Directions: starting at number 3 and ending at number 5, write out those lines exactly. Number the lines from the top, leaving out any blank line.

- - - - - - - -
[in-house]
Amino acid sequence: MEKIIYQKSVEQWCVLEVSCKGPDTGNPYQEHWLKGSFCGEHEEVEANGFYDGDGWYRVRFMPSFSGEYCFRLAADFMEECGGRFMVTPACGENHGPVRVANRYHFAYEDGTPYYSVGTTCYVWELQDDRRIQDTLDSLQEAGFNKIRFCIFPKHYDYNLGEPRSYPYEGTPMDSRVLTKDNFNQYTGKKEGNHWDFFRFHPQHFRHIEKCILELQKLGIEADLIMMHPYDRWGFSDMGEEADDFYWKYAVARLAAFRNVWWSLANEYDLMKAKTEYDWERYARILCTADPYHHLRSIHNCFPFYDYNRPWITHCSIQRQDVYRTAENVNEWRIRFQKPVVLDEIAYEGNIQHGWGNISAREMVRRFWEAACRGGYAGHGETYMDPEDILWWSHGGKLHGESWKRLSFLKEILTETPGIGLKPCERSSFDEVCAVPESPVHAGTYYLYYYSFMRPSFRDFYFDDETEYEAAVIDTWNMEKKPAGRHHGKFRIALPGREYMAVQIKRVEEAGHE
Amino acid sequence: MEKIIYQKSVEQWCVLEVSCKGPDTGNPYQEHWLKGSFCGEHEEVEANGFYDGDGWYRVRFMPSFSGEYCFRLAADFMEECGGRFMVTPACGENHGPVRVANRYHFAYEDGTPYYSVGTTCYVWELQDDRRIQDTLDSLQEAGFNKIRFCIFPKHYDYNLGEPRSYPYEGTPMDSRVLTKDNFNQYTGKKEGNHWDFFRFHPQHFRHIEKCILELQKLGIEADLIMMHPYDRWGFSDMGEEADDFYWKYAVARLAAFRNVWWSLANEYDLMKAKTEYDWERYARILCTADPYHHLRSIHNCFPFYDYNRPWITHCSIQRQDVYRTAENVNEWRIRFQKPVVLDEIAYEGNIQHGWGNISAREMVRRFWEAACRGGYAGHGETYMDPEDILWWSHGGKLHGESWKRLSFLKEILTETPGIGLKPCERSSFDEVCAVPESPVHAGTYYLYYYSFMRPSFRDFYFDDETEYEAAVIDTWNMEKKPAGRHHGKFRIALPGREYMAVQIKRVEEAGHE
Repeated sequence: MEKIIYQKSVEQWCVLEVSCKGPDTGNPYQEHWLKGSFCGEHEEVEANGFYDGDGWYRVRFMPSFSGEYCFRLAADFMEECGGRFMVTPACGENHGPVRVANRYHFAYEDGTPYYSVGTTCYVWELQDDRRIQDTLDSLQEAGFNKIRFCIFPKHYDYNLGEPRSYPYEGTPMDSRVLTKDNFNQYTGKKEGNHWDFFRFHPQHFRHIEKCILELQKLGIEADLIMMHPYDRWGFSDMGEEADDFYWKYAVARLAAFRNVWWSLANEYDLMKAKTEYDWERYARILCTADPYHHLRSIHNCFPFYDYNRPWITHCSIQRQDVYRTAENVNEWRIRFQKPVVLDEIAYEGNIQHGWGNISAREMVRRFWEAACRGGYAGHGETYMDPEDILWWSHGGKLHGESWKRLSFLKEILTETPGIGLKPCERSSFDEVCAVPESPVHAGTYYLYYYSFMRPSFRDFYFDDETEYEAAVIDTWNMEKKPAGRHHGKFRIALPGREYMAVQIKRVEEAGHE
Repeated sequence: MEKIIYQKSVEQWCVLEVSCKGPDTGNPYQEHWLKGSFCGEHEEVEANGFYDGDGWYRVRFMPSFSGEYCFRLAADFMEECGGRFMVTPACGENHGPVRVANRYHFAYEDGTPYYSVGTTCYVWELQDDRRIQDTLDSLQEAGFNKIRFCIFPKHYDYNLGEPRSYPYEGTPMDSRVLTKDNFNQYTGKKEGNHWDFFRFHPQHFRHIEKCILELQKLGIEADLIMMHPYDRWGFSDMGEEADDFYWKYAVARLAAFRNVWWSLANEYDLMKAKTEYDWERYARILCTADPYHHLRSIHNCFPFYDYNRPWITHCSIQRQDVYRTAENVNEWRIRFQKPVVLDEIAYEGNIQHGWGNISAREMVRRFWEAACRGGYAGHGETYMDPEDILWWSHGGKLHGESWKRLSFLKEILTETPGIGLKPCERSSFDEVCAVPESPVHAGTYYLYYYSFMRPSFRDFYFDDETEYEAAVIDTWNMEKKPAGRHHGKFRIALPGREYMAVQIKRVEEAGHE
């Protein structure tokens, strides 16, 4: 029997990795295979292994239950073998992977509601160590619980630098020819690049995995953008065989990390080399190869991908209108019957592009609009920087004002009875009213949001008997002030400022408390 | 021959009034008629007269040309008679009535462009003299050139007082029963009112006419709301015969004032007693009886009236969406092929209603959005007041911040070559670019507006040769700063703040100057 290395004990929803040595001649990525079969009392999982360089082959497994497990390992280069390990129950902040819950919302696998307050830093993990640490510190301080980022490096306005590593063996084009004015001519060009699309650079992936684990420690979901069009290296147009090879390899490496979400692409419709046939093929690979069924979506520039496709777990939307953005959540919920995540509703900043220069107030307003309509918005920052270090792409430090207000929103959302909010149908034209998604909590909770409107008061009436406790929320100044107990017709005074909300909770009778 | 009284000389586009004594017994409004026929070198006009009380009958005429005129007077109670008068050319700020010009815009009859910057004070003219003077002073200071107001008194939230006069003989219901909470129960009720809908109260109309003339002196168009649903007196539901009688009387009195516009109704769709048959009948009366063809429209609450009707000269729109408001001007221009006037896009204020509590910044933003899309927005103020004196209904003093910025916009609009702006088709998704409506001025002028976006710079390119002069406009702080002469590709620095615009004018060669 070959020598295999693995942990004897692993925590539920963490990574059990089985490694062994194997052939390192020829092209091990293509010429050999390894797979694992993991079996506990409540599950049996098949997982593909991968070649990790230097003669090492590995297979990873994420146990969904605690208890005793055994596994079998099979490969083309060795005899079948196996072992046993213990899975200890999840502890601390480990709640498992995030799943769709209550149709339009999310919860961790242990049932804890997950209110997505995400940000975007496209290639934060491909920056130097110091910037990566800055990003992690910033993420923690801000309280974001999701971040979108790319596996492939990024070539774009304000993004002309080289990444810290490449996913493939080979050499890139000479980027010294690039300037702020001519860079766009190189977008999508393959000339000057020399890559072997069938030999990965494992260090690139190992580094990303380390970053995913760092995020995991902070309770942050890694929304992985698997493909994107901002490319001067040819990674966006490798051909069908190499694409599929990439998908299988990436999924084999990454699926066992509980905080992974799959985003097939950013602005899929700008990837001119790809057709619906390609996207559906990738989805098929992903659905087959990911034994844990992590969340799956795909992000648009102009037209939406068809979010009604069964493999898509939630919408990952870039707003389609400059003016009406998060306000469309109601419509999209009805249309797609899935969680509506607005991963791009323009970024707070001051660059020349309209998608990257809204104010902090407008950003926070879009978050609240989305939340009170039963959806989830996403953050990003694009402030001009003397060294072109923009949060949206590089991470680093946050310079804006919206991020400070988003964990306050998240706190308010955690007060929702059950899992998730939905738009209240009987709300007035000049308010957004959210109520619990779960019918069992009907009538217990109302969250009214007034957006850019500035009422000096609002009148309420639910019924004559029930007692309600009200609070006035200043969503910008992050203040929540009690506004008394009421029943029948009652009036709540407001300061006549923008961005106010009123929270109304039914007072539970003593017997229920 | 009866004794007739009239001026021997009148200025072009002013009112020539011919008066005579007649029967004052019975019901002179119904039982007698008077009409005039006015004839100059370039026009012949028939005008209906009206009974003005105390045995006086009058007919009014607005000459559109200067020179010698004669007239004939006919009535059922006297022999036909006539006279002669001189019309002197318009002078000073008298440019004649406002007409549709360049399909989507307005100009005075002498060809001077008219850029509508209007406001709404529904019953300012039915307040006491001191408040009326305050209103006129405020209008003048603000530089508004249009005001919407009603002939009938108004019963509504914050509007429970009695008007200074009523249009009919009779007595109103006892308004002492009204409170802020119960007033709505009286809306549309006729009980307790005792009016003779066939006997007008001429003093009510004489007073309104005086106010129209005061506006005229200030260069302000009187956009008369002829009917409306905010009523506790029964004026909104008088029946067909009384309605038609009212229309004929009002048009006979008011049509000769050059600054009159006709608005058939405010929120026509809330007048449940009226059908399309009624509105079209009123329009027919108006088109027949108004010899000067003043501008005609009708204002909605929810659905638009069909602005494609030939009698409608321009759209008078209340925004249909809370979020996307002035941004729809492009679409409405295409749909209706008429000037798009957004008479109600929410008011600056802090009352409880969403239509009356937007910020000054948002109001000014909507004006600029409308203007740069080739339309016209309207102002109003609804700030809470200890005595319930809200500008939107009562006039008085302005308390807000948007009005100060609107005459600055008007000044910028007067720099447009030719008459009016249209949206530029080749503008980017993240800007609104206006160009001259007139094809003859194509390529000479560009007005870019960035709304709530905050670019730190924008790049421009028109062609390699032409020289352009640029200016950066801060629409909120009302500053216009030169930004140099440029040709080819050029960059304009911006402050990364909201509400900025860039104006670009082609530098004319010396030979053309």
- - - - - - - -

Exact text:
Amino acid sequence: MEKIIYQKSVEQWCVLEVSCKGPDTGNPYQEHWLKGSFCGEHEEVEANGFYDGDGWYRVRFMPSFSGEYCFRLAADFMEECGGRFMVTPACGENHGPVRVANRYHFAYEDGTPYYSVGTTCYVWELQDDRRIQDTLDSLQEAGFNKIRFCIFPKHYDYNLGEPRSYPYEGTPMDSRVLTKDNFNQYTGKKEGNHWDFFRFHPQHFRHIEKCILELQKLGIEADLIMMHPYDRWGFSDMGEEADDFYWKYAVARLAAFRNVWWSLANEYDLMKAKTEYDWERYARILCTADPYHHLRSIHNCFPFYDYNRPWITHCSIQRQDVYRTAENVNEWRIRFQKPVVLDEIAYEGNIQHGWGNISAREMVRRFWEAACRGGYAGHGETYMDPEDILWWSHGGKLHGESWKRLSFLKEILTETPGIGLKPCERSSFDEVCAVPESPVHAGTYYLYYYSFMRPSFRDFYFDDETEYEAAVIDTWNMEKKPAGRHHGKFRIALPGREYMAVQIKRVEEAGHE
Repeated sequence: MEKIIYQKSVEQWCVLEVSCKGPDTGNPYQEHWLKGSFCGEHEEVEANGFYDGDGWYRVRFMPSFSGEYCFRLAADFMEECGGRFMVTPACGENHGPVRVANRYHFAYEDGTPYYSVGTTCYVWELQDDRRIQDTLDSLQEAGFNKIRFCIFPKHYDYNLGEPRSYPYEGTPMDSRVLTKDNFNQYTGKKEGNHWDFFRFHPQHFRHIEKCILELQKLGIEADLIMMHPYDRWGFSDMGEEADDFYWKYAVARLAAFRNVWWSLANEYDLMKAKTEYDWERYARILCTADPYHHLRSIHNCFPFYDYNRPWITHCSIQRQDVYRTAENVNEWRIRFQKPVVLDEIAYEGNIQHGWGNISAREMVRRFWEAACRGGYAGHGETYMDPEDILWWSHGGKLHGESWKRLSFLKEILTETPGIGLKPCERSSFDEVCAVPESPVHAGTYYLYYYSFMRPSFRDFYFDDETEYEAAVIDTWNMEKKPAGRHHGKFRIALPGREYMAVQIKRVEEAGHE
Repeated sequence: MEKIIYQKSVEQWCVLEVSCKGPDTGNPYQEHWLKGSFCGEHEEVEANGFYDGDGWYRVRFMPSFSGEYCFRLAADFMEECGGRFMVTPACGENHGPVRVANRYHFAYEDGTPYYSVGTTCYVWELQDDRRIQDTLDSLQEAGFNKIRFCIFPKHYDYNLGEPRSYPYEGTPMDSRVLTKDNFNQYTGKKEGNHWDFFRFHPQHFRHIEKCILELQKLGIEADLIMMHPYDRWGFSDMGEEADDFYWKYAVARLAAFRNVWWSLANEYDLMKAKTEYDWERYARILCTADPYHHLRSIHNCFPFYDYNRPWITHCSIQRQDVYRTAENVNEWRIRFQKPVVLDEIAYEGNIQHGWGNISAREMVRRFWEAACRGGYAGHGETYMDPEDILWWSHGGKLHGESWKRLSFLKEILTETPGIGLKPCERSSFDEVCAVPESPVHAGTYYLYYYSFMRPSFRDFYFDDETEYEAAVIDTWNMEKKPAGRHHGKFRIALPGREYMAVQIKRVEEAGHE